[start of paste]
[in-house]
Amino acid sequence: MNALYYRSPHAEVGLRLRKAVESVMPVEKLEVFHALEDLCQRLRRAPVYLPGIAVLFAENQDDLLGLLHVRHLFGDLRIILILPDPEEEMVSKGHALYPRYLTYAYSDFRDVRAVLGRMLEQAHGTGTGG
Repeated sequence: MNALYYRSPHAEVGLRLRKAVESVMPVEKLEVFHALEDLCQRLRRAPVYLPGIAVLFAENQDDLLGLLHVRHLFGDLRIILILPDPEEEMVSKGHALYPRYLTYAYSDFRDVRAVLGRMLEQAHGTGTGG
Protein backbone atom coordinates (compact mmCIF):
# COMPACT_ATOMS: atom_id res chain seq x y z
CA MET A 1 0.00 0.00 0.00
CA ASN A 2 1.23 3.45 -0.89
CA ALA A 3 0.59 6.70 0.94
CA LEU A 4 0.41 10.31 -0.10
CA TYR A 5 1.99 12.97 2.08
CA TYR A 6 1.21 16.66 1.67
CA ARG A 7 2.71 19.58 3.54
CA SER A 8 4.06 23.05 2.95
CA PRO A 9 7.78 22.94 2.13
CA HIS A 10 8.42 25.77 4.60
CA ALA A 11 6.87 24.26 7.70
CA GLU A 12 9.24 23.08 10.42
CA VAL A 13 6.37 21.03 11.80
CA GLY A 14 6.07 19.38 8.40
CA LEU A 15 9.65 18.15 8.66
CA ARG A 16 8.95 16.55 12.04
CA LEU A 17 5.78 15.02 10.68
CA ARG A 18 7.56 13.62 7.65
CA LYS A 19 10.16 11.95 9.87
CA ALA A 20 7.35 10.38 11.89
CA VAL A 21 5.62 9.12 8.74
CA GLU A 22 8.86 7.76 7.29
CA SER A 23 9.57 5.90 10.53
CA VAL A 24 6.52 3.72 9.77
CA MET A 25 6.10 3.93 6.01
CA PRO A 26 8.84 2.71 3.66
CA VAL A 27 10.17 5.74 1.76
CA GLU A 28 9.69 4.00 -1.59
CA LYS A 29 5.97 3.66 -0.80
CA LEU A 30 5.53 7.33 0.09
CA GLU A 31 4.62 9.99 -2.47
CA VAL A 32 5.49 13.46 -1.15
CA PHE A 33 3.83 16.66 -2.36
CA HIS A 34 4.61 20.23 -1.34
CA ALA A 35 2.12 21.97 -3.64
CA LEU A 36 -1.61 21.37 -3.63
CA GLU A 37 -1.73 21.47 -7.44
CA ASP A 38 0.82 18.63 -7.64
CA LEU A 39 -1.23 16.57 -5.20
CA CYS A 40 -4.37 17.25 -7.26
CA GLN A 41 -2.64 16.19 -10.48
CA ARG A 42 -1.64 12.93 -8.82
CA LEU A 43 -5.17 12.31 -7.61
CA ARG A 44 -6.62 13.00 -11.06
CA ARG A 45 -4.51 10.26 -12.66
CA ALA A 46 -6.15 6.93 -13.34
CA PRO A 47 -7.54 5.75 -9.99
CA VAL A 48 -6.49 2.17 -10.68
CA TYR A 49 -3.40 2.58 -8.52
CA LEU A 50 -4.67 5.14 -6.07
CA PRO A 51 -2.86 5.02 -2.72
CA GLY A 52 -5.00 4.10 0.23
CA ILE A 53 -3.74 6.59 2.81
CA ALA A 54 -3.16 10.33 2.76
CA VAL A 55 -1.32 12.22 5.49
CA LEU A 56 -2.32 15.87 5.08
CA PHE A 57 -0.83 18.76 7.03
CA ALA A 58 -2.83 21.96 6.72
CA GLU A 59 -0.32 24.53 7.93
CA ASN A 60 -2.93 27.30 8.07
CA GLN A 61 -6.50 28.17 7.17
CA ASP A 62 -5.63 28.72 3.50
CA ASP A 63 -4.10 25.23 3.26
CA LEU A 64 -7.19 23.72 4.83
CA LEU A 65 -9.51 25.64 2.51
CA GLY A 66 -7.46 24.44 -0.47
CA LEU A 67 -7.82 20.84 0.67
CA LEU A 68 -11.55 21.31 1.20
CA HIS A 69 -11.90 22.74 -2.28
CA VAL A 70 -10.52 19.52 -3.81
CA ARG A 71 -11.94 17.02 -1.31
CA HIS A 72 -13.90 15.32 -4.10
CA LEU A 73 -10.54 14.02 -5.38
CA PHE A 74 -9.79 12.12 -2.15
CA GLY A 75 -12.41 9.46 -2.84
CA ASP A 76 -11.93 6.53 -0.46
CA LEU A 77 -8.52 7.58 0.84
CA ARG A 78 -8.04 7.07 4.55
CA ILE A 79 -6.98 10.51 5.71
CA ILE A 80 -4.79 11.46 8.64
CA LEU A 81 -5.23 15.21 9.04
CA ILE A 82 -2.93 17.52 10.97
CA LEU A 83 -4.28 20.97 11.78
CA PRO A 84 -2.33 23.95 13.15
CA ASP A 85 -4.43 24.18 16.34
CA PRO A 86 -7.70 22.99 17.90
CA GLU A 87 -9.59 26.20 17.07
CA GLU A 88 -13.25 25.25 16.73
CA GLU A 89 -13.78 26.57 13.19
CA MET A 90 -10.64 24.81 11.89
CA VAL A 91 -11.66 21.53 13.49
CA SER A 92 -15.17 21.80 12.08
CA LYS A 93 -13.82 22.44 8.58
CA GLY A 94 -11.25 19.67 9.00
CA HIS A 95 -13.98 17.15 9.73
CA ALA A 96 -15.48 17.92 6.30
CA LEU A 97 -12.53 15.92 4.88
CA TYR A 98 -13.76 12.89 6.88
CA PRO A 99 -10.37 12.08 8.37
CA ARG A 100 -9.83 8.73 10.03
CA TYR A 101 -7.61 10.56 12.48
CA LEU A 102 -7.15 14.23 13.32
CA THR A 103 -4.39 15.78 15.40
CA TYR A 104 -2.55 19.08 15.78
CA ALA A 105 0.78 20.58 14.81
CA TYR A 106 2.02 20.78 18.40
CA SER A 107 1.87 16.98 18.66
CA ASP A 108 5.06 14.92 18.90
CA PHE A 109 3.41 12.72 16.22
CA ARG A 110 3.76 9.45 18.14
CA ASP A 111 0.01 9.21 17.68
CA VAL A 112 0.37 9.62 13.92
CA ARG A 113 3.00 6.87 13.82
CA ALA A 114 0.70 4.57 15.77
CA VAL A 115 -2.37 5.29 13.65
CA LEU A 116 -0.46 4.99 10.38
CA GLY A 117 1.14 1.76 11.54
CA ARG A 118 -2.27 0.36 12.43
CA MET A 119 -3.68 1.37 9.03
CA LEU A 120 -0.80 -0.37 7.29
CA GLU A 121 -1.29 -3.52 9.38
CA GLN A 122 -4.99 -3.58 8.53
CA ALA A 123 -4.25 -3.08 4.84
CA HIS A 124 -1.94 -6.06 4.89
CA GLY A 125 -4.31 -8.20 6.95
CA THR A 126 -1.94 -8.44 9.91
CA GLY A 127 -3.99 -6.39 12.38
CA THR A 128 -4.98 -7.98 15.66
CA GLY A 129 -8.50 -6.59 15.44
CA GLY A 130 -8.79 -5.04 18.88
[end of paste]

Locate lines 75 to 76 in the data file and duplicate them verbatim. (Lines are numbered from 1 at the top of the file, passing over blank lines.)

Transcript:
CA VAL A 70 -10.52 19.52 -3.81
CA ARG A 71 -11.94 17.02 -1.31